Back when this project was starting, we feared it would be the cheapest possible type of new “Fedders” construction. Happily, that is not the case.
“While not great architecture, at least it’s not a Fedders, as we all feared,” a neighbor told us yesterday. “I would be happier if the glass railing at the top had been a cornice instead, but overall it’s not as bad as it could be.”
One caveat: Saratoga Park is ringed with uninterrupted rows of 19th century architecture on two sides (but not this side). That view is an important part of the experience of the park, in much the same way the more ancient architecture surrounding the Place des Vosges in Paris is. We hope that won’t change.
This particular building replaced two long-empty lots. The property is part of the proposed Stuyvesant East Historic District. The Stuyvesant East Preservation Action League has been working to landmark this area. We are keeping a close eye on what is happening with another huge lot farther down the block at the corner of Macon and Howard Avenue, at the end of one of the intact historic rows facing the park.
What do you think of how this building is turning out?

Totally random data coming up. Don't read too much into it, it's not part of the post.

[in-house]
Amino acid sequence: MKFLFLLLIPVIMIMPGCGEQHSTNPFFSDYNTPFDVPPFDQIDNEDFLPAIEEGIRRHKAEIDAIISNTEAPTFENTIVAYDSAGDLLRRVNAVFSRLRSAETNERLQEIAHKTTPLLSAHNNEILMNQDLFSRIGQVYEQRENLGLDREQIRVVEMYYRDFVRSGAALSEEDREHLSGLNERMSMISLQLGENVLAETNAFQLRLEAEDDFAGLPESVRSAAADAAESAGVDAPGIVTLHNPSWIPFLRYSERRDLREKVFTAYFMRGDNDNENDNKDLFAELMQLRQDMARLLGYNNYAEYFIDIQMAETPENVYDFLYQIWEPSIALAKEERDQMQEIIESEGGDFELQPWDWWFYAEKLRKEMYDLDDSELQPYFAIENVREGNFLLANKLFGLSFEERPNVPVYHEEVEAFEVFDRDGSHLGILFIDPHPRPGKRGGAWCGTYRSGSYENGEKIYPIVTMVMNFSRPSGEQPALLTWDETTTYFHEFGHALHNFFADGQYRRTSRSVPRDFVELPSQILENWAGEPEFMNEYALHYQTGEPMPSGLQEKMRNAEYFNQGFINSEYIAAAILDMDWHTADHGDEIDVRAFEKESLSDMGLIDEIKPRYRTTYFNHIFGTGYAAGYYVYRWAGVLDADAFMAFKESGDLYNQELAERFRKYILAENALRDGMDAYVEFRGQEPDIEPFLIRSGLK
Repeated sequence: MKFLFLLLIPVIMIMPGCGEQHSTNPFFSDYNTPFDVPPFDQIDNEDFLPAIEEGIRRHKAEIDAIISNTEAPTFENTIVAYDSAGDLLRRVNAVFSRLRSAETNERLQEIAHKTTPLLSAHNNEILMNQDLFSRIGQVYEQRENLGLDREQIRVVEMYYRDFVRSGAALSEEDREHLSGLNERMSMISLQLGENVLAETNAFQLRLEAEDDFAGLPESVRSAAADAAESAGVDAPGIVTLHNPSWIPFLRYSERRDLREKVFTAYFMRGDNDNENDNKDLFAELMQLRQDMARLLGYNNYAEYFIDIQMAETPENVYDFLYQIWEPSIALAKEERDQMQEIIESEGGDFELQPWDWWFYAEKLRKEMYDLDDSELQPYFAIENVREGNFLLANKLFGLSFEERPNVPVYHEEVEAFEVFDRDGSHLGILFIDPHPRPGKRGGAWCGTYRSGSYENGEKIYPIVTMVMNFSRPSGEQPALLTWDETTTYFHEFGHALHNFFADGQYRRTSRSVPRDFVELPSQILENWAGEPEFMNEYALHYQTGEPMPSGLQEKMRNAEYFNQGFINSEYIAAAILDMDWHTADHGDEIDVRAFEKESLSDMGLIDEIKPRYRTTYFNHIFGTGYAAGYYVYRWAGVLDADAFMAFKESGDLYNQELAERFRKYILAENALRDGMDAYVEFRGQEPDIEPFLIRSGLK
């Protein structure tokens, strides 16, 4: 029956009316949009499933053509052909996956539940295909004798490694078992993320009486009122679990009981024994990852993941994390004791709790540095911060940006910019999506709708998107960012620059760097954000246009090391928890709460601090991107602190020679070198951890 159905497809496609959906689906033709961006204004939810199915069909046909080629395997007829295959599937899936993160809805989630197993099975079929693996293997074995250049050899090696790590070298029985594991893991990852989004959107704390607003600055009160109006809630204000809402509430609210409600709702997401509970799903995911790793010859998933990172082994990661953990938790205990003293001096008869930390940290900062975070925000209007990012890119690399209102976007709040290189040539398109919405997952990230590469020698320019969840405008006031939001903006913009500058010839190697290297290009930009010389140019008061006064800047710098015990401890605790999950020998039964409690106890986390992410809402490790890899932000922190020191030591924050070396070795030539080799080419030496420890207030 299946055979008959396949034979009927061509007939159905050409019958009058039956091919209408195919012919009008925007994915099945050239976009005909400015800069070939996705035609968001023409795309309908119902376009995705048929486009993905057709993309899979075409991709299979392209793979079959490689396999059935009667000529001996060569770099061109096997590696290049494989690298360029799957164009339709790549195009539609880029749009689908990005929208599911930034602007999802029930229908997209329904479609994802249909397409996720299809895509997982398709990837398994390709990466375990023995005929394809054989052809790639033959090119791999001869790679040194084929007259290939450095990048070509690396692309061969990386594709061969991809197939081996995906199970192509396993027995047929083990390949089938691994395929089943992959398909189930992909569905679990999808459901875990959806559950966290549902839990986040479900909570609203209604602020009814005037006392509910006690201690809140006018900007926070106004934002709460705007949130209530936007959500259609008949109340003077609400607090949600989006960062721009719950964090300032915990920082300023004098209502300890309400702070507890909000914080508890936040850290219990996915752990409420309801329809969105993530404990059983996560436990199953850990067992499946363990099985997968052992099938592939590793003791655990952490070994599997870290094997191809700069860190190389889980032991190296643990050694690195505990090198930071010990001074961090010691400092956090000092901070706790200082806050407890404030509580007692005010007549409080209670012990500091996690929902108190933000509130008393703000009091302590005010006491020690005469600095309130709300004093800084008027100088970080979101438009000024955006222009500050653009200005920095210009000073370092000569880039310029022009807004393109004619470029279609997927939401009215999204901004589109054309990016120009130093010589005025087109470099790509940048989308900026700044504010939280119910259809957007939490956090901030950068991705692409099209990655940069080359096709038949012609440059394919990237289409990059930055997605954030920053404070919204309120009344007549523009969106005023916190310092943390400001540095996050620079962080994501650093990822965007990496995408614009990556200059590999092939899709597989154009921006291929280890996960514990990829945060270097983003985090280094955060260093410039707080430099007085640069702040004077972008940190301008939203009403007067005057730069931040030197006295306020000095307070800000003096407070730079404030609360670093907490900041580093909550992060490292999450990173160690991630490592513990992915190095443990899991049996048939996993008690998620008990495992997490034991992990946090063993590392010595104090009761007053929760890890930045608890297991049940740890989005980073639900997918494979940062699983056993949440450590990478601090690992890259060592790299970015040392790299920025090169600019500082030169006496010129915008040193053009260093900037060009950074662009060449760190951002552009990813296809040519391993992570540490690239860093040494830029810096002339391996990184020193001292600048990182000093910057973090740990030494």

Rents in central Brooklyn are rising by the day, but there are still a few deals out there — like this three-bedroom duplex in Bed Stuy close to the Crown Heights border. The kitchen and bathroom are pretty run-of-the-mill, but they are recently updated. There’s also a washer/dryer and access to the shared backyard.
It’s only half a block to Fulton and two blocks to the C at Kingston-Throop, so the area is busy but convenient. Does it seem like a good deal for $2,400 a month?
This three-bedroom, 2.5-bath duplex in Bed Stuy has a swanky renovation and a high price to match. The kitchen and baths are particularly luxurious, with a white Carrara marble backsplash in the kitchen and more marble and a patterned tile floor in the baths.